Norman Conquest of England in 1066 brought many new words to England from which surnames were formed. Blinke was one of these new Norman names. It was specifically tailored to its first bearer, who was a person who was fair haired or pale or white of complexion. The name stems from the Old French word blanc, which means white.
Early Origins of the Blinke family
England, LG (1392–1409), also known as Blanche of Lancaster, was an English princess of the House of Lancaster. She was the sixth of the seven children born during the marriage of Prince Henry of Lancaster and his wife. Her brother, Henry of Monmouth would later become King Henry V of England.
Early History of the Blinke family
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Blinke Spelling Variations
A multitude of spelling variations characterize Norman surnames. Many variations occurred because Old and Middle English lacked any definite spelling rules. The introduction of Norman French to England also had a pronounced effect, as did the court languages of Latin and French. Therefore, one person was often referred to by several different spellings in a single lifetime. The various spellings include Blanch, Blanche, Blanck, Blank, Blance, Blanx and others.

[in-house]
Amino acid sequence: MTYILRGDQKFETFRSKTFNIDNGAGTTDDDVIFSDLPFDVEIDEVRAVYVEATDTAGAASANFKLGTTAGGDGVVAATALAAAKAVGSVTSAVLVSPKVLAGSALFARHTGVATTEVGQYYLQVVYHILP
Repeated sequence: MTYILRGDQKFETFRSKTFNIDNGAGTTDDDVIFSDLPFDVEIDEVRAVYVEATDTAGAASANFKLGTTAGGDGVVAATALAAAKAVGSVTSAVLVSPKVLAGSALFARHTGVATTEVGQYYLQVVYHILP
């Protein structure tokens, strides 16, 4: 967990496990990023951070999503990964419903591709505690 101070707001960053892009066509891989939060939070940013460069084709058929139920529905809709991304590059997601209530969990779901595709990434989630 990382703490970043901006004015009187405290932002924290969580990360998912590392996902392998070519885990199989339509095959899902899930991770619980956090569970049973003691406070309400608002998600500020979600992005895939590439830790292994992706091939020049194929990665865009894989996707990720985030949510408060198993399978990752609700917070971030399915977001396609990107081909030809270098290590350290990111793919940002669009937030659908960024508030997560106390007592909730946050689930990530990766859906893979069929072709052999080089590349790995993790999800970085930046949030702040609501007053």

Early Notables of the Blinke family (pre 1700)
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Migration of the Blinke family to the New World and Oceana
Many English families left England, to avoid the chaos of their homeland and migrated to the many British colonies abroad. Although the conditions on the ships were extremely cramped, and some travelers arrived diseased, starving, and destitute, once in the colonies, many of the families prospered and made valuable contributions to the cultures of what would become the United States and Canada. Research into the origins of individual families in North America has revealed records of the immigration of a number of people bearing the name Blinke or a variant listed above: Elizabeth Blanche settled in Virginia in 1635; John Blanche settled in Virginia in 1663; Peter Blanch arrived in Philadelphia with his wife and three children in 1791.
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